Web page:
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AIDS. 2002 Jan 4;16(1):53-61.

Virological suppression at 6 months is related to choice of initial regimen in antiretroviral-naive patients: a cohort study.

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Department of HIV Medicine, Chelsea Hospital, London, UK.



Guidelines recommend both protease inhibitor (PI)- and non-nucleoside reverse transcriptase inhibitor (NNRTI)-containing regimens for initial therapy in HIV-positive individuals whilst clinical trial data comparing treatment options remain limited.


To assess whether drug selection (PI versus NNRTI) in antiretroviral-naive patients is related to virological response at 6 months within a clinical cohort.


Databases from two large clinics were used to identify all treatment-naive patients initiating highly active antiretroviral therapy (PI/ two PI or NNRTI). Statistical models determined the likelihood of suppressing HIV viral load < 500 copies/ml, the risk of treatment failure by 6 months, and factors associated with treatment success.


Of 1109 potentially eligible patients 888 met study criteria and were included; 484 were prescribed a PI (40% indinavir, 41% nelfinavir) and 404 were prescribed NNRTI (40% efavirenz, 60% nevirapine). Three treatment arms were compared: efavirenz versus nevirapine versus PI. After stratification by year and centre and adjustment for baseline variables, only treatment group and baseline viral load remained significantly associated with virological suppression at 6 months. Patients on efavirenz were significantly more likely to achieve an undetectable viral load than those on PI or nevirapine. The relative hazard for nevirapine was 0.77 (95% confidence interval, 0.61-0.96, P = 0.02) and that for PI was 0.74 (95% confidence interval, 0.58-0.94, P = 0.01). Efavirenz also performed better in the analysis of treatment failure at 6 months.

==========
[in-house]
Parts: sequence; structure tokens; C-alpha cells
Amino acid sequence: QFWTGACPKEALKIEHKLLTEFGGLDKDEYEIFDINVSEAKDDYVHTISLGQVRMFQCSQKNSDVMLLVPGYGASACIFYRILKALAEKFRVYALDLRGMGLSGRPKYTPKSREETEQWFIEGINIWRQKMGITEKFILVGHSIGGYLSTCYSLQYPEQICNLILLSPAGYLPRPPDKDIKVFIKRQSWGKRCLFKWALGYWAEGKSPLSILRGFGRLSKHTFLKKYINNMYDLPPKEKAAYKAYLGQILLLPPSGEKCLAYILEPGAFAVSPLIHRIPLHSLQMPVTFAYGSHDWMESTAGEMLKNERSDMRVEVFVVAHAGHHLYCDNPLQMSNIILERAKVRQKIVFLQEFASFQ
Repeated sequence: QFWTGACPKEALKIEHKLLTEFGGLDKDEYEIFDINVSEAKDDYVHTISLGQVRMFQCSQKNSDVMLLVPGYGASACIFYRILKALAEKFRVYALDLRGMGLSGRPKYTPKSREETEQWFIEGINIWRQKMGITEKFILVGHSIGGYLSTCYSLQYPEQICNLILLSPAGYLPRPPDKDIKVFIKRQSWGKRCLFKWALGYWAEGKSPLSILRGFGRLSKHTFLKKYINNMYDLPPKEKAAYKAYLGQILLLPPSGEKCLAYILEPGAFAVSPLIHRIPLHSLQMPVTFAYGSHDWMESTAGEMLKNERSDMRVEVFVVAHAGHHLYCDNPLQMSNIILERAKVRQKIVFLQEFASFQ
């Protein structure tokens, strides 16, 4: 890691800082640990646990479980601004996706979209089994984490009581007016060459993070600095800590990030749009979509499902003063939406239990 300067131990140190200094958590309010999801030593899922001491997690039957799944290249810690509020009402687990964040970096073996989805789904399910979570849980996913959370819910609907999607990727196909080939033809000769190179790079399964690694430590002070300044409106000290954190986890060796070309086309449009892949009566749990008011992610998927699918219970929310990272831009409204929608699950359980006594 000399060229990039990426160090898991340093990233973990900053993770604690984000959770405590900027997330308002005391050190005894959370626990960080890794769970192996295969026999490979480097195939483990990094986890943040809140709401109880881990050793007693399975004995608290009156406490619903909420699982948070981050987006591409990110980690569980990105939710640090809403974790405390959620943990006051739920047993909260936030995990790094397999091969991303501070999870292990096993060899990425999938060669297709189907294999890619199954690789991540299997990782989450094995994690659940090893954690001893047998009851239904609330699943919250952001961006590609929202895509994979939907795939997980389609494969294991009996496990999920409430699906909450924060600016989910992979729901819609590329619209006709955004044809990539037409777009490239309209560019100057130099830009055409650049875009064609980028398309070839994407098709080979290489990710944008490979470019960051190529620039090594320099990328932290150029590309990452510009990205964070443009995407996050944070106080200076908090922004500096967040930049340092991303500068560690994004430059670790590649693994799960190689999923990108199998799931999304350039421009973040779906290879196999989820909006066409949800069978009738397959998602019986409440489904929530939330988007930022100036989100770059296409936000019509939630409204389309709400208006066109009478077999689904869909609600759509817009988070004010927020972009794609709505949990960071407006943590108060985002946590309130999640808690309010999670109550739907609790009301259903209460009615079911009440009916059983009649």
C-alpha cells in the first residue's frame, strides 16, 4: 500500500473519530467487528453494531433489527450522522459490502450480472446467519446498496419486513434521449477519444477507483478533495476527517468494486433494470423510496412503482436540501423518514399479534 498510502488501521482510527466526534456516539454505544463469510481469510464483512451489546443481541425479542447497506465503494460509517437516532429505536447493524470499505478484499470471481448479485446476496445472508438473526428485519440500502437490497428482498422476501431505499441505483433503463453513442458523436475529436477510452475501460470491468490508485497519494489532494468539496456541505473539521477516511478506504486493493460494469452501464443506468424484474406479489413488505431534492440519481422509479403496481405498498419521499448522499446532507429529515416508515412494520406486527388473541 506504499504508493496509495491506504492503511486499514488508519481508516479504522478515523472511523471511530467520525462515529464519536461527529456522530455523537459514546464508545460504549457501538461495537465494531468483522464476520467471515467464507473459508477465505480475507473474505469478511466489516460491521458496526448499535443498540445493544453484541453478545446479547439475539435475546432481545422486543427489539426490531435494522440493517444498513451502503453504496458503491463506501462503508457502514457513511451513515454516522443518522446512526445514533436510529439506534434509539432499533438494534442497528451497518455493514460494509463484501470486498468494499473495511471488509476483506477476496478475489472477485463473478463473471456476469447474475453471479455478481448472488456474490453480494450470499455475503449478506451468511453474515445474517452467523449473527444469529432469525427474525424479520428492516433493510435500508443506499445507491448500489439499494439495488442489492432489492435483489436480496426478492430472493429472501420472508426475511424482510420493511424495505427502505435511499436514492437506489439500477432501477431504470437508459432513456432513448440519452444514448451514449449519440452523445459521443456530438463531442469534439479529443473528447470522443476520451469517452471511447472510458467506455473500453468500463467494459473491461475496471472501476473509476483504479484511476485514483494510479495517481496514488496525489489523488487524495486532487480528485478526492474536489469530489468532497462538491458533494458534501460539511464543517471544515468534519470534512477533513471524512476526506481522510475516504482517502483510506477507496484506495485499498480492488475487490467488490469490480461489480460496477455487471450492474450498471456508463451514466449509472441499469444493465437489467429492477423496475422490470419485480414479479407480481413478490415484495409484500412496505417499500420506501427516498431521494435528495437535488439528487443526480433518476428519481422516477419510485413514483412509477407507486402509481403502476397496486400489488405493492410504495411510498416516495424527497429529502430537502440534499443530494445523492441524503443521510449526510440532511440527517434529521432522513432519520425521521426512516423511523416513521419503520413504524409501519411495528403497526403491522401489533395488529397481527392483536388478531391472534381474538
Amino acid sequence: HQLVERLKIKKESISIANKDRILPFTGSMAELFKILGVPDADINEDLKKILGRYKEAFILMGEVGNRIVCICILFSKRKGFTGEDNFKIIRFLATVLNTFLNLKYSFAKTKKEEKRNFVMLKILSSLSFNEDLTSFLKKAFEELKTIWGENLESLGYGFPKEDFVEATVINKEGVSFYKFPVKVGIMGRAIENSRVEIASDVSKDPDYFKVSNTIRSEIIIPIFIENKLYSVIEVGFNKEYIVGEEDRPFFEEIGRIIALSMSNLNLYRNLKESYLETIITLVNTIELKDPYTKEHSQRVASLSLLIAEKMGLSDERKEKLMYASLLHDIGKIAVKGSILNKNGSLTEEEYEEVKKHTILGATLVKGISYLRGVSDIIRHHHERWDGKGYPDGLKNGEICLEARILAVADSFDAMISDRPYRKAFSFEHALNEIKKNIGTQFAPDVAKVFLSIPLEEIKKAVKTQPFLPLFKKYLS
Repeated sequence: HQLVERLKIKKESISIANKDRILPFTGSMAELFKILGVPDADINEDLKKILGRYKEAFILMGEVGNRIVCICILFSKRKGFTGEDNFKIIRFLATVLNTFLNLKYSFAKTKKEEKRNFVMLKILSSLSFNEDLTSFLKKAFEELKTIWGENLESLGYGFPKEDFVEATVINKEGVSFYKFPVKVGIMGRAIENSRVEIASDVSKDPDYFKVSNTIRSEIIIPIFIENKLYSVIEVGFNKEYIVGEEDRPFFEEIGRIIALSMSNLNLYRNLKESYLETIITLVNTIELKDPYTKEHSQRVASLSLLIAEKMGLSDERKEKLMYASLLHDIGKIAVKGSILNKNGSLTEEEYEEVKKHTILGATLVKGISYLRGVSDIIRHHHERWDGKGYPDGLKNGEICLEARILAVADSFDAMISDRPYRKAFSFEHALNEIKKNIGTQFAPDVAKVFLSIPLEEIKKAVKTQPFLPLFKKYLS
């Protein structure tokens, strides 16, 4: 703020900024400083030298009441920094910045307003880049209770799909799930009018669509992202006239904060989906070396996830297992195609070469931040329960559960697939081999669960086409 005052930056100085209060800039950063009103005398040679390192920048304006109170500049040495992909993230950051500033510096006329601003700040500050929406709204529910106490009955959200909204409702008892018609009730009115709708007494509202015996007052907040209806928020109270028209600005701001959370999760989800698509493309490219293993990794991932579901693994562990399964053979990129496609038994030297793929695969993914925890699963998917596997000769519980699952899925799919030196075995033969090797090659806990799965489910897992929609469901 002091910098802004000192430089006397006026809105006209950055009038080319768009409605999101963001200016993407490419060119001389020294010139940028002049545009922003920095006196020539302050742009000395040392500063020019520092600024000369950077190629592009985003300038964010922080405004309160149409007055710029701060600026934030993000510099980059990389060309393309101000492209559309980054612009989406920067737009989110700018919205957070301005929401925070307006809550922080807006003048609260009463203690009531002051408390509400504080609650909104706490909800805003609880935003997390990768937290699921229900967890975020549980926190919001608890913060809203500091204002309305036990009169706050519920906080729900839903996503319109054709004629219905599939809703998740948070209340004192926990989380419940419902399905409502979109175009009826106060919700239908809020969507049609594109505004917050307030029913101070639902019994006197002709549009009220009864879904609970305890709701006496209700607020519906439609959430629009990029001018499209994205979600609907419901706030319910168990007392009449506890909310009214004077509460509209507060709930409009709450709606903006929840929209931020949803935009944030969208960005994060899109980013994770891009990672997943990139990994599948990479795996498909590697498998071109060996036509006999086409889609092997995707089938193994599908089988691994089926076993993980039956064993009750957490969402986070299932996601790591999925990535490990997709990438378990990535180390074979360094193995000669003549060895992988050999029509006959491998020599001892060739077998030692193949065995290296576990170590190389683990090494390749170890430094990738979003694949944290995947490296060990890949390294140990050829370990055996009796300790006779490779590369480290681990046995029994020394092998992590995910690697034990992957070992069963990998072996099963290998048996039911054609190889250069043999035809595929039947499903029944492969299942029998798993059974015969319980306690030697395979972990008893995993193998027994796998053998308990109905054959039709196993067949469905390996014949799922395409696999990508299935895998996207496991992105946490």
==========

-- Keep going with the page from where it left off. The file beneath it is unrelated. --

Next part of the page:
Although observational cohort data may be susceptible to significant bias, this study suggests a better initial virological response for efavirenz compared to either nevirapine or the PI. Clinical trial data is required to confirm these findings.

[Indexed for MEDLINE]

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